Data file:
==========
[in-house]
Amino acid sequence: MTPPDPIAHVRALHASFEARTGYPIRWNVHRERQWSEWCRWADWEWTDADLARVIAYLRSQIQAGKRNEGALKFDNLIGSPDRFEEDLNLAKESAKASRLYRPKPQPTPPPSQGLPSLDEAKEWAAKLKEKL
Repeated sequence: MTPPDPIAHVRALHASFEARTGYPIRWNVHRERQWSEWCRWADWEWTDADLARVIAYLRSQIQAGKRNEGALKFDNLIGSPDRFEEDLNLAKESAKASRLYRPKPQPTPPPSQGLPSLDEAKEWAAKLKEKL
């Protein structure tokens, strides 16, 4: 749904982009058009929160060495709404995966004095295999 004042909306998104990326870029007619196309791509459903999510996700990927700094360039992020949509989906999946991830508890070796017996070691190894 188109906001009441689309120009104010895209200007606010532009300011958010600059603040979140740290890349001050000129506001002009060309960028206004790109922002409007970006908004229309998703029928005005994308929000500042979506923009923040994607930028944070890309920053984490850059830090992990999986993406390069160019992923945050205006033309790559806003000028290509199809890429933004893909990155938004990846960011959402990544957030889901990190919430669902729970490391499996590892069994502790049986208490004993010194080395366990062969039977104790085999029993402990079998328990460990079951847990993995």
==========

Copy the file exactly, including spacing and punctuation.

[in-house]
Amino acid sequence: MTPPDPIAHVRALHASFEARTGYPIRWNVHRERQWSEWCRWADWEWTDADLARVIAYLRSQIQAGKRNEGALKFDNLIGSPDRFEEDLNLAKESAKASRLYRPKPQPTPPPSQGLPSLDEAKEWAAKLKEKL
Repeated sequence: MTPPDPIAHVRALHASFEARTGYPIRWNVHRERQWSEWCRWADWEWTDADLARVIAYLRSQIQAGKRNEGALKFDNLIGSPDRFEEDLNLAKESAKASRLYRPKPQPTPPPSQGLPSLDEAKEWAAKLKEKL
């Protein structure tokens, strides 16, 4: 749904982009058009929160060495709404995966004095295999 004042909306998104990326870029007619196309791509459903999510996700990927700094360039992020949509989906999946991830508890070796017996070691190894 188109906001009441689309120009104010895209200007606010532009300011958010600059603040979140740290890349001050000129506001002009060309960028206004790109922002409007970006908004229309998703029928005005994308929000500042979506923009923040994607930028944070890309920053984490850059830090992990999986993406390069160019992923945050205006033309790559806003000028290509199809890429933004893909990155938004990846960011959402990544957030889901990190919430669902729970490391499996590892069994502790049986208490004993010194080395366990062969039977104790085999029993402990079998328990460990079951847990993995």